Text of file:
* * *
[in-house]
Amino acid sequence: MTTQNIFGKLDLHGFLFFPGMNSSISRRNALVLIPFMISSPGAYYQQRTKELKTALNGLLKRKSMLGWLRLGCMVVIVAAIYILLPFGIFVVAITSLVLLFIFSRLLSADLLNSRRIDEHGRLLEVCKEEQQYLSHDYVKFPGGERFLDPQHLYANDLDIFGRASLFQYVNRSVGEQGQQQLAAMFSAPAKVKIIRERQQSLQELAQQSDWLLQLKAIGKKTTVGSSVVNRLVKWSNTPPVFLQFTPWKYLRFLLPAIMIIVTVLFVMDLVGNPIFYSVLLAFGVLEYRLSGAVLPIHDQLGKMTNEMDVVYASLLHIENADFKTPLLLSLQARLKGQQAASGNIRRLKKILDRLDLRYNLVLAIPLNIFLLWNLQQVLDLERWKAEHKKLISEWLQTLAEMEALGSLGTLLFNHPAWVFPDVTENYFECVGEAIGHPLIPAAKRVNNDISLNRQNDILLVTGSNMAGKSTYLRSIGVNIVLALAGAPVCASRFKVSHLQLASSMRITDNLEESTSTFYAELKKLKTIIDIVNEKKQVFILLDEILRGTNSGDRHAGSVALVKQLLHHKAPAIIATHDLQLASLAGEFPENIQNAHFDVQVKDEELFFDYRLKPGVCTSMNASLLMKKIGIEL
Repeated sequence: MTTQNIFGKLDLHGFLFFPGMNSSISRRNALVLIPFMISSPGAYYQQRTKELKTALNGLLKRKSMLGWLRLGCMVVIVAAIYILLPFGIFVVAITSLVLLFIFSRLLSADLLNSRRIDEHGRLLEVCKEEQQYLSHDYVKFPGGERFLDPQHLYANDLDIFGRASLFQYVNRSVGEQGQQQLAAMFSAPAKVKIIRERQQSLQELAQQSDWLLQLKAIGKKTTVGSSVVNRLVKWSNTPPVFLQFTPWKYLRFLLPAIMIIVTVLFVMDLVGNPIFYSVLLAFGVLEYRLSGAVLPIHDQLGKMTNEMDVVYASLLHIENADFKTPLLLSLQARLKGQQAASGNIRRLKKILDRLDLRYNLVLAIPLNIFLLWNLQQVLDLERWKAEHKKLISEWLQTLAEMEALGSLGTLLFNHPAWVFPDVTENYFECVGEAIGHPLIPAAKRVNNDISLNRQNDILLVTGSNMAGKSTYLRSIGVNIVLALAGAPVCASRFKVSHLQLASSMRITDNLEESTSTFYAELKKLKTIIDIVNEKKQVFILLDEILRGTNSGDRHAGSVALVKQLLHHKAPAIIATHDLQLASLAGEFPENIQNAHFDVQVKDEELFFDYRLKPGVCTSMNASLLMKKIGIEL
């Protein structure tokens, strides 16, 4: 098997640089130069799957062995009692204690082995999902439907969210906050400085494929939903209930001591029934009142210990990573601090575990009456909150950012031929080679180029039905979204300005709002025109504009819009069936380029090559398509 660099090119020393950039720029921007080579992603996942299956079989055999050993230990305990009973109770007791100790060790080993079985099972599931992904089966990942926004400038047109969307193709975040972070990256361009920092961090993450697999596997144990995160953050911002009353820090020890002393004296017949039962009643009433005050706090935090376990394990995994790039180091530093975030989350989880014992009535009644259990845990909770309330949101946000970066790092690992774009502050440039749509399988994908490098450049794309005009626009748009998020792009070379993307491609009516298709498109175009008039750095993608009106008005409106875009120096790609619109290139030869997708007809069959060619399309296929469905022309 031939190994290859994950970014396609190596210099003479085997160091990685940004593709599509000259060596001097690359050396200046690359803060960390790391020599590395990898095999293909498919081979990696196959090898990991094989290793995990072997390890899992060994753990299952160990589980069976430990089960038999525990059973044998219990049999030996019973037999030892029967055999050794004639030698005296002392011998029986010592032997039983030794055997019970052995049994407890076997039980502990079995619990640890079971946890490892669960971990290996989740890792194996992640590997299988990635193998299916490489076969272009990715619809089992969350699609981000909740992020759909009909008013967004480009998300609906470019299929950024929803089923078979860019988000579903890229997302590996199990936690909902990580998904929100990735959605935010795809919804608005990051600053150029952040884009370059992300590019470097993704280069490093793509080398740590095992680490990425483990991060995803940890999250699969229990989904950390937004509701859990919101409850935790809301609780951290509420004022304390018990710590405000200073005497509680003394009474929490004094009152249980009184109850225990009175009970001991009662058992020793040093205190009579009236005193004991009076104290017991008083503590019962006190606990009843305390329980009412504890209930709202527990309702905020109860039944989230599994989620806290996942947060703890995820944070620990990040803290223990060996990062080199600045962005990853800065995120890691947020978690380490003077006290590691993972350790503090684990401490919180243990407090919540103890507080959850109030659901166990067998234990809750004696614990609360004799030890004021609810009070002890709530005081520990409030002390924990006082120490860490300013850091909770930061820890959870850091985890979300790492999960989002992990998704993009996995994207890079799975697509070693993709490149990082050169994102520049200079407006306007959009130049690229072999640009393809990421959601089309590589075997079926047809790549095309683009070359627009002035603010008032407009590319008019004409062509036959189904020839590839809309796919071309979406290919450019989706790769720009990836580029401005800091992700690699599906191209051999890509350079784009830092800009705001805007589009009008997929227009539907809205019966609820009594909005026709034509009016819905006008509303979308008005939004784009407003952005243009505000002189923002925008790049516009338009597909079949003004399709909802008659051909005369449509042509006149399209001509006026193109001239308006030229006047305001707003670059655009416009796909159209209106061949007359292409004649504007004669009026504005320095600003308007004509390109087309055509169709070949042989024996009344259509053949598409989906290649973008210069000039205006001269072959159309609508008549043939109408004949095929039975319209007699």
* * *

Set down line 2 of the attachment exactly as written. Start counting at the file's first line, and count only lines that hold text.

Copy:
Amino acid sequence: MTTQNIFGKLDLHGFLFFPGMNSSISRRNALVLIPFMISSPGAYYQQRTKELKTALNGLLKRKSMLGWLRLGCMVVIVAAIYILLPFGIFVVAITSLVLLFIFSRLLSADLLNSRRIDEHGRLLEVCKEEQQYLSHDYVKFPGGERFLDPQHLYANDLDIFGRASLFQYVNRSVGEQGQQQLAAMFSAPAKVKIIRERQQSLQELAQQSDWLLQLKAIGKKTTVGSSVVNRLVKWSNTPPVFLQFTPWKYLRFLLPAIMIIVTVLFVMDLVGNPIFYSVLLAFGVLEYRLSGAVLPIHDQLGKMTNEMDVVYASLLHIENADFKTPLLLSLQARLKGQQAASGNIRRLKKILDRLDLRYNLVLAIPLNIFLLWNLQQVLDLERWKAEHKKLISEWLQTLAEMEALGSLGTLLFNHPAWVFPDVTENYFECVGEAIGHPLIPAAKRVNNDISLNRQNDILLVTGSNMAGKSTYLRSIGVNIVLALAGAPVCASRFKVSHLQLASSMRITDNLEESTSTFYAELKKLKTIIDIVNEKKQVFILLDEILRGTNSGDRHAGSVALVKQLLHHKAPAIIATHDLQLASLAGEFPENIQNAHFDVQVKDEELFFDYRLKPGVCTSMNASLLMKKIGIEL